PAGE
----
Throughout the 14 days I was up every morning before first light casting and stayed out to after last light every night casting. This took some serious determination, but I was rewarded for my efforts. This was highlighted one afternoon on day 7. I had cast all day from 5.30am till 5pm without a single bite. Feeling completely defeated and buggered I pulled up on a sand bar at 5pm with an hour of daylight left, where I got my fire going and rolled the swag out on the bank. I needed an afternoon off and was convinced today just wasn’t a bite day. I sat by the fire for 15mins and took some photos and relaxed before my inner cod conscious started to eat away at me, demanding “You can’t just sit here on prime time”. For some unknown reason I convinced myself I better get my ass back in the boat and at least fish the 10 snags right in front of camp for the last-light bite time.

About four snags in, at 5.30pm the biggest fish of the trip ate my surface lure. This made me realise determination is the most important trait you can have as a cod fisherman – never give up!

I was exposed to all periods during the drift, and had days where it was all fired up and I was boating three big fish in a day. Then I had the complete opposite, going three days with hardly a bite. This is just how river cod can be and sometimes it’s easy, other days it’s hard work. But you can generally bet that if you go and put the effort in with some nice clear steady water, it’s only a matter of time until the results unfold. It can be very hard to pick the bite times for big cod, although on this trip I did find the lead-up to stormy weather produced a few good bites.

I really focused on throwing big surface lures and all the fish were caught using this technique. Big surface lures work amazingly on big cod in the Murray and are really suited to cool water 1m to 4m deep, like the section I was fishing. The big surface lure I chose to use all trip was a Balista Tremor. When throwing a big surface lure for cod, a 7ft+ length medium swimbait rod with a 2 to 5oz cast weight is perfect. I match this with a strong baitcaster reel with around 10kg of drag. I spool this with 50lb braid and run an 80lb leader. I have the drag locked right up so the fish will only pull drag just before breaking the 50lb braid, and this helps to drive the hooks in. By far the best times to throw surface lures is first light and last light, so you can have a small break during the day if need be. The big fish will still eat surface lures during the day so don’t count yourself out, as I had bites at 10.30am, 11.30am and 1pm, particularly if it was overcast and cloudy. Simply cast your big surface lure at the snags in the river.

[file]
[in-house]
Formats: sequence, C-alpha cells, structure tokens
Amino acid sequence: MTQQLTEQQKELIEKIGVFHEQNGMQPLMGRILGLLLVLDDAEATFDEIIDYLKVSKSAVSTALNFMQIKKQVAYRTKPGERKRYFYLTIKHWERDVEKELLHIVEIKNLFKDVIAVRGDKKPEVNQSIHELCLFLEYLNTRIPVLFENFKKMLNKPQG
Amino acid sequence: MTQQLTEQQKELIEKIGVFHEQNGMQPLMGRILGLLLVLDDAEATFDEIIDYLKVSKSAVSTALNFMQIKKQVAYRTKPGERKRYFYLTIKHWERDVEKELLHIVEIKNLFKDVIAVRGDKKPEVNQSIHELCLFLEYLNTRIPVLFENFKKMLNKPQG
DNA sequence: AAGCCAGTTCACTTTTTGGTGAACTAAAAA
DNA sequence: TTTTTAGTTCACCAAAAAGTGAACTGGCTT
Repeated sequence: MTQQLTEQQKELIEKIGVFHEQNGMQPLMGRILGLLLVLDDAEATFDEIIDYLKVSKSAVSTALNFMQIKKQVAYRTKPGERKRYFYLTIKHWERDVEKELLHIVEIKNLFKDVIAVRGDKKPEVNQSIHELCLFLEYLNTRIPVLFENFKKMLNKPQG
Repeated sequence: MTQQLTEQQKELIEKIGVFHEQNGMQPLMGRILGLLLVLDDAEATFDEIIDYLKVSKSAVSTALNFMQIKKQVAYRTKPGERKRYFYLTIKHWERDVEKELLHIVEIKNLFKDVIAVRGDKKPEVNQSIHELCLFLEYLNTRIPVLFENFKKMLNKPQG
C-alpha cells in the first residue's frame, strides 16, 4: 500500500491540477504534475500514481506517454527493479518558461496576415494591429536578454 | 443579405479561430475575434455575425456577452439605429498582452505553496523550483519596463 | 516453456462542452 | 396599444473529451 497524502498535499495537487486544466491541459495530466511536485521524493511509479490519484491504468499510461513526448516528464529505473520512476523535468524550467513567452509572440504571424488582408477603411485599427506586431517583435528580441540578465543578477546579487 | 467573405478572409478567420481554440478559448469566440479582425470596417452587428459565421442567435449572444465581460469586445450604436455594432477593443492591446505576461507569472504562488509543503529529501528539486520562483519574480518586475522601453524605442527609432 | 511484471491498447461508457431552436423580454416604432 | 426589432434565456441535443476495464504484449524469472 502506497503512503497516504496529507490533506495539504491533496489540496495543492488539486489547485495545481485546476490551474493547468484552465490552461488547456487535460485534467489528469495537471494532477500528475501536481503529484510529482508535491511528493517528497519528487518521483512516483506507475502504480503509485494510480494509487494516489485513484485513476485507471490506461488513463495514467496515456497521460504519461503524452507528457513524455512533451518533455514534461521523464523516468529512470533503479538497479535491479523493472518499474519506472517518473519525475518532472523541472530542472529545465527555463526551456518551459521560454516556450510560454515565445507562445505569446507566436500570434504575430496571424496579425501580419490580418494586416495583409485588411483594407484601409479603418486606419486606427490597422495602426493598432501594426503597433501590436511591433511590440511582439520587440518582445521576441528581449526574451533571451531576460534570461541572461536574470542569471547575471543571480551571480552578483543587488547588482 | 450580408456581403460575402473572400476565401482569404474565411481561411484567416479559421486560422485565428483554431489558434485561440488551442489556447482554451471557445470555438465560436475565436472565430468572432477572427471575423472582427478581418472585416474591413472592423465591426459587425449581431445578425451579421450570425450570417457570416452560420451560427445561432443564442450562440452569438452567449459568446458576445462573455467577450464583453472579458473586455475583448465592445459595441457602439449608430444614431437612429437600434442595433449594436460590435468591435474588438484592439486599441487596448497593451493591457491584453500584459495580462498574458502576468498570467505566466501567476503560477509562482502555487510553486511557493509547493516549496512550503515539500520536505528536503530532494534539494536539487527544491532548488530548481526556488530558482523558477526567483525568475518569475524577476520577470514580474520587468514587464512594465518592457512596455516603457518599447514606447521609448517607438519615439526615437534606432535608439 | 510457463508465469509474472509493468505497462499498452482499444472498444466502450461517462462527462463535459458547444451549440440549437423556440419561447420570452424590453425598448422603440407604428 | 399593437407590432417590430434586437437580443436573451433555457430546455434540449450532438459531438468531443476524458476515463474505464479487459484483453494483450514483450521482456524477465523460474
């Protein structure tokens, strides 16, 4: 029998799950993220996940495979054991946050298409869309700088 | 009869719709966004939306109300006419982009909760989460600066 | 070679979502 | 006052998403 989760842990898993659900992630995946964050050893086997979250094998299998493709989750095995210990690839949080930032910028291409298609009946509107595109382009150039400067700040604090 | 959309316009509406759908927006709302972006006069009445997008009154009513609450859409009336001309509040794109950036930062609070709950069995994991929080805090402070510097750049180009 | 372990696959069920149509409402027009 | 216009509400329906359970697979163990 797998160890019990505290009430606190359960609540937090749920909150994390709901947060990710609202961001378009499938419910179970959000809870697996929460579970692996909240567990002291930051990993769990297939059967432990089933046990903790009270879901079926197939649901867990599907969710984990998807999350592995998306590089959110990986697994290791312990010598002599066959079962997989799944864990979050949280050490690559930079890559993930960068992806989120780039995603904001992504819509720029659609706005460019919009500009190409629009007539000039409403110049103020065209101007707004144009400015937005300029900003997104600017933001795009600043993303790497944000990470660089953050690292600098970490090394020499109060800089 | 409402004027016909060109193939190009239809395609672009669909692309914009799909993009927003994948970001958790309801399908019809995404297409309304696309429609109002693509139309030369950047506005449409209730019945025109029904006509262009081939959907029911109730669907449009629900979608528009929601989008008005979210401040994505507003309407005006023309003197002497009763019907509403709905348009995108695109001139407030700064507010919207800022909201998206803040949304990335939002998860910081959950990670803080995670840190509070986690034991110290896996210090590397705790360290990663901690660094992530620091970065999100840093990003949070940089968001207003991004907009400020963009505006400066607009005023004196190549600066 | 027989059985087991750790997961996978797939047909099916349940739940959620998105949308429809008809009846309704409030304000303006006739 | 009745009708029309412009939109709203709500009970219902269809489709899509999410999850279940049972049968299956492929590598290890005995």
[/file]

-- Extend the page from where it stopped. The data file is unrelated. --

The cod love sitting on and hiding in the big submerged logs in the river. They can appear from anywhere on the log and will destroy your lure in a matter of seconds when you throw it into the right log. I had good results casting surface lures during my trip, so I persisted with this technique. However, if the fish are not hitting the surface lure, go for a big spinnerbait or hard-body lure and target the same logs. It’s important on a trip of this length to adapt and find what the fish are biting on, otherwise it could be a very long two weeks. Pack plenty of tackle and lures for the different scenarios!

I have uploaded a vlog-style video to YouTube of the fortnight – just search colbylesko on YouTube for a more in-depth look at the trip.

By the end of the trip, I had travelled over 200km of river and a target of 15km a day is achievable if you are in a freely flowing section of the river. If you are planning to fish in a lock or weir pool, 10km of river would be a more achievable target. This trip was the biggest cod fishing trip I have ever done, and it really tested my patience and body to the limit.

So, if you’re embarking on a trip of this size make sure you are ready for it and maybe do a smaller trial run first. Having said this, it was one of the best and most rewarding trips I have ever done, and the effort was rewarded in terms of many big fish. There was also something strangely satisfying about living from the boat and being at the mercy for the rivers flow.

Words and Images: Colby Lesko

Leave a Replay

Latest Articles

Daiwa 23 Kix

It’s fair to say that Daiwa’s LT (Light and Tough) range of reels has revolutionised the light tackle market. These

Read More »

Yo-Zuri Ebi Q

When squid jigs were still in their infancy in the early 2000s, the Yo-Zuri Shrimp Hunter came out and changed

Read More »

Sign up for our Newsletter

Click edit button to change this text. Lorem ipsum dolor sit amet, consectetur adipiscing elit

Join Our Newsletter

Exclusive Content And Early Access E-Mag And Videos.